In November 2013 Ethical Consumer viewed the Unilever family tree on the corporate website Hoovers.com. This listed a number In November 2013 a questionnaire was sent to Pukka Herbs of subsidiaries Ethical Consumer to be considered at high risk of asking for its environmental report. Ethical Consumer received being used for tax avoidance purposes due to the company type no reply. A search was made of Pukka Herbs website, and the fact that they were located in jurisdictions considered by for the company's environmental report. The Ethical Consumer to be tax havens.
company's website stated that all of its herbs and porducts were These included a management, a holding and security brokers certified organic by the Soil Association and the USDA. As the and dealers subsidiaries based in Switzerland plus an advertising company had a turnover of less than £8m and was providing an company based in the Channel Islands.
environmental alternative it received Ethical Consumer's best Based on this evidence Unilever was considered likely to be rating for environmental reporting. (ref: 58) using tax avoidance strategies and received Ethical Consumer's worst rating in this category. (ref: 39) Excessive directors' pay (2012)
Supply Chain Management
According to Unilever's 2012 Annual Report, in 2012 the CEO Best ECRA rating for supply chain management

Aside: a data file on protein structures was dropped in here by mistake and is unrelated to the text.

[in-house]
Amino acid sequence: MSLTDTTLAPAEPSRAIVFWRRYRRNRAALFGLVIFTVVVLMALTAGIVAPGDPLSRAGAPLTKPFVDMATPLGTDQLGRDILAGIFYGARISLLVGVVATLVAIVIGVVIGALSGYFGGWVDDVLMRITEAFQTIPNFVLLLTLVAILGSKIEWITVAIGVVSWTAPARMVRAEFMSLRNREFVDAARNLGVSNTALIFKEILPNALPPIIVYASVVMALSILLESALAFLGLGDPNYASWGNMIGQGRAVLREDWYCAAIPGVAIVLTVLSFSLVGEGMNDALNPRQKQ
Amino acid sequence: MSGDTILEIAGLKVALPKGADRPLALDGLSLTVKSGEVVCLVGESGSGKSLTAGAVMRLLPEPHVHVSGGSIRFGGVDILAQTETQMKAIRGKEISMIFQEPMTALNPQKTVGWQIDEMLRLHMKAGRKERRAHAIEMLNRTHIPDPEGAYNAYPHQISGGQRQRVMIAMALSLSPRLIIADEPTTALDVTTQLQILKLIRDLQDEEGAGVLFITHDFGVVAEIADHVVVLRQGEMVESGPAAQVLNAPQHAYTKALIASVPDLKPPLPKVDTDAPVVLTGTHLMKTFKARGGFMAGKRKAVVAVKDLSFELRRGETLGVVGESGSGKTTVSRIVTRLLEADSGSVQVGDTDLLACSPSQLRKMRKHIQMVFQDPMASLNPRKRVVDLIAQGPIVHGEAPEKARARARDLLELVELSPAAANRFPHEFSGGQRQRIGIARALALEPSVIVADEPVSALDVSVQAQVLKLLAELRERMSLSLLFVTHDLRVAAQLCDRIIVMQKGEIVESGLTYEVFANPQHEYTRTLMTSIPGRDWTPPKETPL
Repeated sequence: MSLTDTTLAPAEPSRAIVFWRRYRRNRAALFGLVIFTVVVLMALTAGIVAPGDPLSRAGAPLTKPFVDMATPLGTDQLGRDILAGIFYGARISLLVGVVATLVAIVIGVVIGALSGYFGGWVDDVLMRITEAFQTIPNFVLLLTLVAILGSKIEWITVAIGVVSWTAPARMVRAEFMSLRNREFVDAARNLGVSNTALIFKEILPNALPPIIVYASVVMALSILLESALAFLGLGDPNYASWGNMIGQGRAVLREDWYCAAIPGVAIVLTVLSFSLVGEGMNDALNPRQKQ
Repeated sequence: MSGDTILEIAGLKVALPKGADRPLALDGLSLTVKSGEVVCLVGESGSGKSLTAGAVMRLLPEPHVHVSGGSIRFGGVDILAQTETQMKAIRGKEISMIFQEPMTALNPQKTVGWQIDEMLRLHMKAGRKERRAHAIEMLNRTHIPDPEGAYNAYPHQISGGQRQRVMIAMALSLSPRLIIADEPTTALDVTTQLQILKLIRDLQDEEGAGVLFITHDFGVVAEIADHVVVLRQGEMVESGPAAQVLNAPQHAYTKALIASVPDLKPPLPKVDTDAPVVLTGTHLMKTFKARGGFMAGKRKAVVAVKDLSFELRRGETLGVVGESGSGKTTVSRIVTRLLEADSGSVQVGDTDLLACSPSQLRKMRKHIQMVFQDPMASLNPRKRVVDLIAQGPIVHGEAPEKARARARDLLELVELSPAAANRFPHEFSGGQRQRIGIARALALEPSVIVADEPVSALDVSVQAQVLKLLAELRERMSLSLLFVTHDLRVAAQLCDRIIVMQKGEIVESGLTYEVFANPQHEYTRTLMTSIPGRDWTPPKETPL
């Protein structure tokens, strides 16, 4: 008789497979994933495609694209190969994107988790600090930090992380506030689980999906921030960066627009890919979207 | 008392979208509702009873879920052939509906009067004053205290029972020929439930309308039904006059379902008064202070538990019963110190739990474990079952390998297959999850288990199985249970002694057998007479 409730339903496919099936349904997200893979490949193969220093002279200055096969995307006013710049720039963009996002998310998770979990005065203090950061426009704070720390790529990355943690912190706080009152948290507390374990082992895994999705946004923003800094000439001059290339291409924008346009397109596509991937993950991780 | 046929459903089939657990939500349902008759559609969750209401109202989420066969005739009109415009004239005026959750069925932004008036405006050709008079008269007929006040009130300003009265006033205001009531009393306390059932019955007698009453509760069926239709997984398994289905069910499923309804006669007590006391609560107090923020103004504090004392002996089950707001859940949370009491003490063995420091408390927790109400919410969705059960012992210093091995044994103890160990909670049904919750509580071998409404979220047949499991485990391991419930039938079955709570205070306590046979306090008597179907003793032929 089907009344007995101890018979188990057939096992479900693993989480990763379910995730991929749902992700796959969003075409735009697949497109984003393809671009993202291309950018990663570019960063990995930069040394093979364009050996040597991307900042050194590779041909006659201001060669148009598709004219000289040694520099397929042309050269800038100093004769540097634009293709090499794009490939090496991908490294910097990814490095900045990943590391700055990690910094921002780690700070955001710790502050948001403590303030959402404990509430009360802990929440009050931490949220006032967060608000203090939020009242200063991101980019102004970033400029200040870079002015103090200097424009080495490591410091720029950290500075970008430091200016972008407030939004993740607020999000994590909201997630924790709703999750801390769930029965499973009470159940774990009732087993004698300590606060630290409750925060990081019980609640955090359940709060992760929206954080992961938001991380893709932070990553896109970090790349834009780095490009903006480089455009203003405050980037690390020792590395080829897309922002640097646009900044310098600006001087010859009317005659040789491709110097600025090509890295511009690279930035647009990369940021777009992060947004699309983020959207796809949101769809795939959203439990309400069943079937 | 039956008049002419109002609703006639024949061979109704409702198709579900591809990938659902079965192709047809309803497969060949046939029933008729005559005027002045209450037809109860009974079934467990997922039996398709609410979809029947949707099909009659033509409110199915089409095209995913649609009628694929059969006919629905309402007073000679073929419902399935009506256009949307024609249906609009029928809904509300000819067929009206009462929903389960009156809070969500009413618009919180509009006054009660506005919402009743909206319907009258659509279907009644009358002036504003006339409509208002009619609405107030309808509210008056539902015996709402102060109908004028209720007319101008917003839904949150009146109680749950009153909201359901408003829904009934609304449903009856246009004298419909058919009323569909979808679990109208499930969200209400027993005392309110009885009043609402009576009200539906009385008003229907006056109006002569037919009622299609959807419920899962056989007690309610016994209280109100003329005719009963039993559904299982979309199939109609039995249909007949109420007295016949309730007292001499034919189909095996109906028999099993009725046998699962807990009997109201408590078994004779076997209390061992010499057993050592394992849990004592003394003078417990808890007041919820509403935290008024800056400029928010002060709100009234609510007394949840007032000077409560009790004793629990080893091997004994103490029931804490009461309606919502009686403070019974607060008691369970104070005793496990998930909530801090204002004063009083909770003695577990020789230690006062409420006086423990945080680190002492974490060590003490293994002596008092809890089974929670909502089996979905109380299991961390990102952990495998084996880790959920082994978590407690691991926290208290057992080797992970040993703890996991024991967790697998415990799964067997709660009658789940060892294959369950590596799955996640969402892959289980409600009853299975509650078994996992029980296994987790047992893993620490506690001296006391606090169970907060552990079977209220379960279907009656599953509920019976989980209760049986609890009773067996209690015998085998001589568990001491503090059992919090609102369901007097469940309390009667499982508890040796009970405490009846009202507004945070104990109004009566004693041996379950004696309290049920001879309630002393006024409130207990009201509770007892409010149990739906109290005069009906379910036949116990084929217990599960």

was paid £6,030,000 and the CFO was paid £3,878,000. In November 2013 a questionnaire was sent to Pukka Herbs Ethical Consumer regarded payments of over £1 million as asking for its supply chain policy. Ethical Consumer received excessive. (ref: 56) no reply. A search was made of Pukka Herbs website, Criticised by ActionAid for having subsidiaries in tax
for the company's supply chain policy. No havens (October 2011)
supply chain policy was found. The company sold products ActionAid published a FTSE 100 Tax Haven Tracker in October ranging from skincare creams to tea. Most of the products had 2011 which tracked how many of the subsidiaries of the FTSE been certified organic by the Soil Association, it also sold some 100 companies were in tax havens. It uncovered that Unilever Fairtrade certified teas. The Soil Association certification scheme had 696 subsidiaries, 34% of which were in developing countries included some provisions for workers rights.
and 26% of which were in tax havens.
Pukka Herbs received Ethical Consumer's best rating for supply According to ActionAid corporate tax avoidance, one of the chain policy due to the fact it had an effective if not explicit main reasons companies use tax havens, was having a massive practice and a turnover of less than £8m. (ref: 58) impact on rich and poor countries alike. Developing countries, it said currently lose three times more to tax havens than they receive in aid each year. Chris Jordan, ActionAid's tax justice Company Ethos (+ve)